Potential tax benefit for U.S. companies that export
U.S. exporters that create an Interest Charge Domestic International Sales Corporation (IC-DISC) can benefit from potentially large tax savings with relatively low initial costs. By incorporating an IC-DISC, exporters can transform at least one-half of their taxable income from qualified export receipts into a qualifying dividend, which could reduce the tax bill on that portion of their income by approximately 40% (and the overall tax bill on exports by approximately 20%).
If a business can qualify for the IC-DISC setup (see this article from the Journal of Accountancy for a list of qualifications), then:
- The business creates an IC-DISC corporation (or if the business is a C corp, the shareholders create the IC-DISC). This new entity is a C corporation but a tax-exempt corporation, so it does not pay taxes (but does file a separate tax return).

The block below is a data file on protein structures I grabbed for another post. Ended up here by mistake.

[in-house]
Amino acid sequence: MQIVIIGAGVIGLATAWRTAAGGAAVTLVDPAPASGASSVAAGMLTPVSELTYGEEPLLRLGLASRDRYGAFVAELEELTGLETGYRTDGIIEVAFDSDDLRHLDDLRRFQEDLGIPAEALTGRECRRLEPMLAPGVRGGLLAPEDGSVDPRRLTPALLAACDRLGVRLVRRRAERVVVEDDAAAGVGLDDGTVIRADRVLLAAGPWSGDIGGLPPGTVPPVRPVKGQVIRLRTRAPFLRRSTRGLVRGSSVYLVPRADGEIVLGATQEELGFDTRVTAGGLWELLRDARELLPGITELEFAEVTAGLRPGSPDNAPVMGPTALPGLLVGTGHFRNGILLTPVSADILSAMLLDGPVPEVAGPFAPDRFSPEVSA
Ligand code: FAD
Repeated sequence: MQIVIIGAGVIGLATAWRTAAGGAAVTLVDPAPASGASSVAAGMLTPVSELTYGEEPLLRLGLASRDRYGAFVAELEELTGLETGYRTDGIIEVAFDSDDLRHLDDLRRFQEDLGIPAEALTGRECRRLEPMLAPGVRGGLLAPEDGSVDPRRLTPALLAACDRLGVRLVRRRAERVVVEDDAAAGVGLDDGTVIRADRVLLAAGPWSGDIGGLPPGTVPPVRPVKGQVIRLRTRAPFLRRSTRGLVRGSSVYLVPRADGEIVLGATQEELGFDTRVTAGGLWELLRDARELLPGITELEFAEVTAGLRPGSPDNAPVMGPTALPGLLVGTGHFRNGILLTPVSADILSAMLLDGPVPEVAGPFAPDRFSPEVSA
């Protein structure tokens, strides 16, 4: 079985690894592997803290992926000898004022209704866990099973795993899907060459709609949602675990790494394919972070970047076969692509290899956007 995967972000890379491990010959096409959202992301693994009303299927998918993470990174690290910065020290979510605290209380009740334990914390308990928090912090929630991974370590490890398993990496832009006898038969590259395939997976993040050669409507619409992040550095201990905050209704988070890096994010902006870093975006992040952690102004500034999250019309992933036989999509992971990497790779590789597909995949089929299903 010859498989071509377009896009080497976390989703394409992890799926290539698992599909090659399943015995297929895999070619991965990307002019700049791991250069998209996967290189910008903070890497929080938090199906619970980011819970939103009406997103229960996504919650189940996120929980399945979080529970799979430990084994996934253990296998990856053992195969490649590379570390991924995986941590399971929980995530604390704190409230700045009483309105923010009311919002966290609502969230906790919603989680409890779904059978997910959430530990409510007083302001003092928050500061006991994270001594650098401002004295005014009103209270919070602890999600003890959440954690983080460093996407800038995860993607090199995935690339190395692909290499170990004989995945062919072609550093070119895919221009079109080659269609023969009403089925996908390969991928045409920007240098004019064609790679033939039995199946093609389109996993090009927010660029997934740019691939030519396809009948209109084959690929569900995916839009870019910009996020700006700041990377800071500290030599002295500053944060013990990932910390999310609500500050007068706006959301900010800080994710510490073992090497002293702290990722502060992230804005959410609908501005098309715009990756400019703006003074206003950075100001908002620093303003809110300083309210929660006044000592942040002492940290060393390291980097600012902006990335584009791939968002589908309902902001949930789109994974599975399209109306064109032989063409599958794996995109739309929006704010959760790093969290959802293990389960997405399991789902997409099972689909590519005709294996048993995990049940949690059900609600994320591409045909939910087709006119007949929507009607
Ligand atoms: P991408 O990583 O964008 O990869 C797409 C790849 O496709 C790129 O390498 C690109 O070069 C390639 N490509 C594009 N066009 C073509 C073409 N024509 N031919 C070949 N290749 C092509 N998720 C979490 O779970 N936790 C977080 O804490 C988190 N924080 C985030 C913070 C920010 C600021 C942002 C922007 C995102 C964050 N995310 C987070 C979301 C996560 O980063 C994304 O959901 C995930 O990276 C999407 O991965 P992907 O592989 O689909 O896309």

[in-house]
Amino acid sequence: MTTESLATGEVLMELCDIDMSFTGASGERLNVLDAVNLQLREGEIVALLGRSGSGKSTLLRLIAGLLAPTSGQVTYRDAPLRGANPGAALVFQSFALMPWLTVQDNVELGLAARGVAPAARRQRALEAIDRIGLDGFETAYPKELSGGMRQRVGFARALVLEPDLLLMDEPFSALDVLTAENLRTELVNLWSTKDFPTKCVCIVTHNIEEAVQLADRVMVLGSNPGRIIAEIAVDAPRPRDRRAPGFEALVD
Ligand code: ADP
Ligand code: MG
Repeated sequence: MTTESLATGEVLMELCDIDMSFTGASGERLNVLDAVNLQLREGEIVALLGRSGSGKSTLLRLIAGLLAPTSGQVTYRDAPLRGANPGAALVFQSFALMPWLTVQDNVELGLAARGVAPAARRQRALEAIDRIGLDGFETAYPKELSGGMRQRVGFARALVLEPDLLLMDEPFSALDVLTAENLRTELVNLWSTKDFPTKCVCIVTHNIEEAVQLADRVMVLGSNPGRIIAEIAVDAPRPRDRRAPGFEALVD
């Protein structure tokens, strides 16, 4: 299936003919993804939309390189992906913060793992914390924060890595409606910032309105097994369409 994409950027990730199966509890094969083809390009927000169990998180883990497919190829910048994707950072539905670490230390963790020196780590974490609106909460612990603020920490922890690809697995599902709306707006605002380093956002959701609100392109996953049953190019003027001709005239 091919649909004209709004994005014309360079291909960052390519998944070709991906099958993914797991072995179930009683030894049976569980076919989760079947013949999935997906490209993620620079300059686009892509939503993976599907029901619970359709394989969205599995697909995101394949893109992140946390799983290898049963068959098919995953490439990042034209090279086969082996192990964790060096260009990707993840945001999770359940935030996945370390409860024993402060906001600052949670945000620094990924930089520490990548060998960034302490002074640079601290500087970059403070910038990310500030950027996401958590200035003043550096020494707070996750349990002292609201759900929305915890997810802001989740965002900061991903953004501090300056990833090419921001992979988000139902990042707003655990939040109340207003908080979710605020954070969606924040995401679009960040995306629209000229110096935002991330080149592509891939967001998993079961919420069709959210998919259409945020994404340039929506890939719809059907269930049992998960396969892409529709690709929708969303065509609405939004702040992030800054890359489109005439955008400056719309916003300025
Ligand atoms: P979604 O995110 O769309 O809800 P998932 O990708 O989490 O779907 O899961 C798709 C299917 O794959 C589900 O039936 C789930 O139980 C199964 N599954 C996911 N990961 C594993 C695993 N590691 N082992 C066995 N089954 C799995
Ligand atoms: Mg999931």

- Note there is NO requirement though that the owners of the IC-DISC be the same owners as the exporting business, or that the owners have the same % ownership in each company.
- The IC-DISC and the business enter into a commission agreement where the IC-DISC serves (at least on paper, no actual services have to be performed) as a sales agent. There is a cap on how much commission can be charged.
- The IC-DISC charges a sales commission to the business. The business gets a deduction (ordinary tax savings) for this commission payment.
- The IC-DISC does NOT pay taxes on the commission income (since it is a tax-exempt entity). Rather it passes out its income to the individual shareholders as a dividend.
- These dividends are then taxed at the applicable dividend tax rates (up to 20% for federal taxes).
- Note that some states do not recognize the tax-exempt status of the IC-DISC. For example, Michigan does but California does not.
For more information on IC-DISC tax benefits, contact a ShindelRock tax professional.